The win was taken by this years medium mountain specialist, the winner of the Tour de Suisse and two stages at the Tour Rui Costa. He had been in a the select group of riders left contesting the race on the final lap that also included his Movistar teammate Alejandro Valverde (Spain), Italy’s Vincenzo Nibali and Valverde’s compatriot Joaquim Rodriguez. There was almost an even split of GC to classics riders with Gilbert and Cancellara joined by Peter Sagan and Simon Clarke.
As with the women’s race the day previously the Italian’s had some strength in numbers as the finish approached and Nibali seemed well placed if not in a position to dominate the selection. If anything there was an echo of his performances in the Vuelta where he seemed to lack that final 5% that had made him so strong in the Giro. Would this have told at the line? No, Nibali slipped off in the wet and was left to contest a placing. Ahead Rodriguez had attacked and was doing his approximation of time trialing to the finish with Costa in pursuit. Purito might have expected fellow countryman Valverde to cover Costa. Although they were trade teammates at Movistar, Costa had already announced a one year deal with Lampre. Surely, Valverde wouldn’t be complicit in letting Costa catch Rodriguez? Costa had shown his strength in the final kilometres of a race in France in July and he reached Rodriguez’s wheel with time to spare. The little Spaniard and the Portuguese engaged in conversation. It’s not unknown for one rider to offer an inducement (read bribe) at this point to throw the race. Purito may just have enquired if Valverde had put up any fight at all to prevent Costa from getting away.
Based on the relative ease with which Costa had caught him it wasn’t much of a surprise that the seemingly perennial runner up Rodriguez continued his run of podiums while Costa took the win. Purito, who can seem happier with a second or third than many race winners was more subdued this time, a mixture of bafflement and frustration with third place man Valverde. Nibali was an anticlimatic fourth with a “disappointed” Cancellara rounding out the top ten, one place behind last years winner Gilbert.
Brian Cookson wins UCI presidency
The world championships coincided with the UCI presidential elections, also held in Tuscany so delegates could be reminded of what it’s all meant to be about. VCSE hasn’t covered much of the political side of the sport and won’t subject you, the dear reader, to much more than a summary here.
Incumbent Pat McQuaid had been on shaky ground ever since the USADA ‘reasoned decision’ that led to Lance Armstrong’s lifetime ban and stripping of his Tour titles. Even if McQuaid’s handling of the Armstrong affair in particular and the wider question of doping in the sport had been blemish free he couldn’t escape his associations with the Armstrong era. His position was further undermined by the impressive grassroots campaign to overturn his presidential nomination in Ireland and the subsequent messy attempts to get an endorsement from other nations.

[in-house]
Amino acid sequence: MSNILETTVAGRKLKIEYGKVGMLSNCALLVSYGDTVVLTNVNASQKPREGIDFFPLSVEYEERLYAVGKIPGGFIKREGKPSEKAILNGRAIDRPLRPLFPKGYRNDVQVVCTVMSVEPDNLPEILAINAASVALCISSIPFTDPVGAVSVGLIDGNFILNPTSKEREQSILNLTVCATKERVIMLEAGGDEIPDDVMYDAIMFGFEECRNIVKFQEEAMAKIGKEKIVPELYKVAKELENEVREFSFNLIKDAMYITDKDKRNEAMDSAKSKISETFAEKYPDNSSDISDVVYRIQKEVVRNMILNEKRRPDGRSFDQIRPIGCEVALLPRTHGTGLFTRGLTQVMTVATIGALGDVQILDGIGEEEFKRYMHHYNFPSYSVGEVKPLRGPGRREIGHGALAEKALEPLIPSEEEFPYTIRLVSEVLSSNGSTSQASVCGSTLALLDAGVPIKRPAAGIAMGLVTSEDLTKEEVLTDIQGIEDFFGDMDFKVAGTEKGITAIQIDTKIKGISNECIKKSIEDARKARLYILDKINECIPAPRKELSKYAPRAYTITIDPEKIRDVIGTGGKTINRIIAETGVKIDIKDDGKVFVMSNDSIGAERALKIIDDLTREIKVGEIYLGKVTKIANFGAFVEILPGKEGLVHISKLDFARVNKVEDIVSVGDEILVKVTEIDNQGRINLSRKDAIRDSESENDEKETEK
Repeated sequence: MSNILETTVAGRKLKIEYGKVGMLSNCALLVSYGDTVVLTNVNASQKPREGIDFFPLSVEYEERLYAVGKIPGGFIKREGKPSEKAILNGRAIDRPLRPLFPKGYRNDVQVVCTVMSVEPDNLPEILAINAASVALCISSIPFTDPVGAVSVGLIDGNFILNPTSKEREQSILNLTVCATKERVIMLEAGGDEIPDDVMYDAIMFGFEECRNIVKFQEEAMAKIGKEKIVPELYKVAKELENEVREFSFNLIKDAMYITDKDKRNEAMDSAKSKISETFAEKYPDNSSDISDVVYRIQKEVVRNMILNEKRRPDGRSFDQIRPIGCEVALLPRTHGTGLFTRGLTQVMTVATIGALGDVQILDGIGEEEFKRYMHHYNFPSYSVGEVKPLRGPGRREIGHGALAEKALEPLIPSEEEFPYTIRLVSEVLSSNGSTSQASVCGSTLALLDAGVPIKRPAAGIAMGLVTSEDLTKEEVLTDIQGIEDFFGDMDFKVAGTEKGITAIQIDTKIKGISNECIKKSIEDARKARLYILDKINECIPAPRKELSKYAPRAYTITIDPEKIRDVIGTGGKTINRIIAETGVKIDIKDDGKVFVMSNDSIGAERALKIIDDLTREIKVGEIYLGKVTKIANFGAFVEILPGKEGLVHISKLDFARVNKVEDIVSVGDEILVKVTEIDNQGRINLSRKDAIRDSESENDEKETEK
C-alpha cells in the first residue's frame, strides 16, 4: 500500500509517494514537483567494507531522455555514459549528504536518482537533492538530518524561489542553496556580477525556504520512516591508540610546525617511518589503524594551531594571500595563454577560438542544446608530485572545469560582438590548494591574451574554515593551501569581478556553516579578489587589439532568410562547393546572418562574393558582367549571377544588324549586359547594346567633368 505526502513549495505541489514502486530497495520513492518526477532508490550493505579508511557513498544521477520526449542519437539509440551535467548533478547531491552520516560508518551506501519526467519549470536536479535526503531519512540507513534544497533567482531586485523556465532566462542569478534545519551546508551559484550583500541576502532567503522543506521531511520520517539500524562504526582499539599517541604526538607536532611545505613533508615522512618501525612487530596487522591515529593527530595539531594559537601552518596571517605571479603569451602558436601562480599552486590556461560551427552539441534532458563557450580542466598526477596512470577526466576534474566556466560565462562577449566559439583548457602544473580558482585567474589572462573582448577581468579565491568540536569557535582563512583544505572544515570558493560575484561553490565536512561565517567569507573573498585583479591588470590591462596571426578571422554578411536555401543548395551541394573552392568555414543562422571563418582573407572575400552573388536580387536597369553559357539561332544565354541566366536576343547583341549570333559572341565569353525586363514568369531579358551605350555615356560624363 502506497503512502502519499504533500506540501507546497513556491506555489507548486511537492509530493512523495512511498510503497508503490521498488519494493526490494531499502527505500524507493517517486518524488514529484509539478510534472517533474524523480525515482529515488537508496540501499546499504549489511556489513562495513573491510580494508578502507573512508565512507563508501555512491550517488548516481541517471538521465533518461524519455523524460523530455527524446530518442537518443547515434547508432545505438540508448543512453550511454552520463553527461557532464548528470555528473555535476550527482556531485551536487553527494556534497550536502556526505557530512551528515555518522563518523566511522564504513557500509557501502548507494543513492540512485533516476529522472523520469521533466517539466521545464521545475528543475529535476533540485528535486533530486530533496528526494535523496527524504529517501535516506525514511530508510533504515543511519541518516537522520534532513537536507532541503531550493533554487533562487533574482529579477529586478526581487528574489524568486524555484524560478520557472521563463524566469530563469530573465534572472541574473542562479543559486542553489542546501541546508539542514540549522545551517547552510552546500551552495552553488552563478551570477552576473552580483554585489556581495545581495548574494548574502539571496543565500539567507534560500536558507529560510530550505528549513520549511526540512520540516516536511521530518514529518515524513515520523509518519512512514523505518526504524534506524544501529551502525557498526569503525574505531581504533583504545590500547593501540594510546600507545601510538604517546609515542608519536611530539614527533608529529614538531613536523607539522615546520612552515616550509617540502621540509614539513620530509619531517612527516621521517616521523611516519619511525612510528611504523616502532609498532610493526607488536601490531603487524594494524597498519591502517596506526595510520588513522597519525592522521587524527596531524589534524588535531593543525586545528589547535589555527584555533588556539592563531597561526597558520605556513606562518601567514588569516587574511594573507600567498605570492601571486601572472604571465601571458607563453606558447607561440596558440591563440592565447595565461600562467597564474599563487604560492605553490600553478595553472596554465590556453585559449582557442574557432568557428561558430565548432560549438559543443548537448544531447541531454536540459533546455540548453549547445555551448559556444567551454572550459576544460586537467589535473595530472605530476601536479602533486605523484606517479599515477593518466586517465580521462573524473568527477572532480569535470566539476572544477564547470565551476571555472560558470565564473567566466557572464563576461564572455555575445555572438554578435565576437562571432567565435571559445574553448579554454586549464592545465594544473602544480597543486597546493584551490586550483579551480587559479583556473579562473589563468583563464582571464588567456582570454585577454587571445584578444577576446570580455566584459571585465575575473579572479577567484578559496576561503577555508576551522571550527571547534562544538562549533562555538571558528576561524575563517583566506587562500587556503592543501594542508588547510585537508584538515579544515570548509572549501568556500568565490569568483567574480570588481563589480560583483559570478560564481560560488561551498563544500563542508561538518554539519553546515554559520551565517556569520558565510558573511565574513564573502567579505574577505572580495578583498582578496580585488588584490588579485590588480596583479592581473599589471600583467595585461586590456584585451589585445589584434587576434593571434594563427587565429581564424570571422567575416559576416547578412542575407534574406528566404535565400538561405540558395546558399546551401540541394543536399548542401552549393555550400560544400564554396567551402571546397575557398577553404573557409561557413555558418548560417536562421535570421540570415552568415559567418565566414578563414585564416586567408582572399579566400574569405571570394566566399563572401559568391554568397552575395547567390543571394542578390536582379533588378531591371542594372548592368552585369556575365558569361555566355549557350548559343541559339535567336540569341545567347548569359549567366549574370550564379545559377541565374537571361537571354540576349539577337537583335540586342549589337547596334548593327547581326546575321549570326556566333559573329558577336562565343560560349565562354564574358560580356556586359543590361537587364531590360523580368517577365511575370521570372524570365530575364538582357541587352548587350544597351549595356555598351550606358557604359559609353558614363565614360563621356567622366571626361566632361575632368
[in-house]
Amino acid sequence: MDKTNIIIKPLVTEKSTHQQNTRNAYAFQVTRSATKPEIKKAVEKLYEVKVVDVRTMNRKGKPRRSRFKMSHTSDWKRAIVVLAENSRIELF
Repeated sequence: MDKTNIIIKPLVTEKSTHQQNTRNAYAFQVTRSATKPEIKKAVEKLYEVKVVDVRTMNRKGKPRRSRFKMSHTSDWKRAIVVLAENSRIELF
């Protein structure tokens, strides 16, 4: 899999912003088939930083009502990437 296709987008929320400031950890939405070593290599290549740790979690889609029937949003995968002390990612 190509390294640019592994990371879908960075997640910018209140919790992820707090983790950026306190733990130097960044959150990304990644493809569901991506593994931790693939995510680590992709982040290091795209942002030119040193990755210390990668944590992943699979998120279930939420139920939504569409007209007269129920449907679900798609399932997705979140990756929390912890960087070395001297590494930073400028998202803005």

Brian Cookson had emerged as his rival after initally endorsing McQuaid. Cookson’s campaign looked well managed in comparison to McQuaid’s, but concerns surfaced about Cookson’s tactics as the contest drew closer. Ultimately, cycling decided on at least the appearance of a break from the past. The rise in prominence of the sport in the UK during Cookson’s time at the helm of British Cycling would be good news for potential sponsors if he is able to raise the profile of cycling in an equally positive way in the next few years.
Like McQuaid, he will be judged first and foremost by how he deals with the legacy, if not the current issues of doping within the sport. Early signs are good with the promise of a closer relationship with WADA and suggestions of some kind of ‘truth and reconciliation’ process. Cookson has shown himself to be a pragmatist by offering to reduce Armstrong’s lifetime ban in return for him lifting the lid on his doping (Armstrong, at least publically, has so far refused to name names). While Armstrong is the tip of the iceberg, it’s the lack of a coherent approach to previous and existing dopers like Danilo Di Luca that cause concern.
Should anyone caught doping get a lifetime ban? Precedent in other sports suggests not, although multiple offences equaling a life ban seem to be accepted as an appropriate response. The standards applied to ‘irregularities’ also seem inconsistent and many riders can be misplaced into the category of dopers where there can be other reasons for this. It’s interesting to compare the current situation of Sky’s Jonathan Tiernan Locke with that of Charly Wegelius for example.
If Cookson is unable to make progress on lifting the Omerta that still exists around doping during his presidency he may end up being viewed as much of poor steward of the sport as McQuaid. He will require the cooperation of the riders and the teams along with the former players, but earning that is what being a politician and administrator is all about surely?
He has at least shown signs of increased support for women’s cycling with the appointment of Tracey Gaudry to Vice President. The introduction of a 2.1 category women’s Tour of Britain from 2014 offers the prospect of a more equal footing for the women’s professional peloton, but more needs to be done to deliver marquee events alongside the men, with a high profile stage race in France being the obvious example.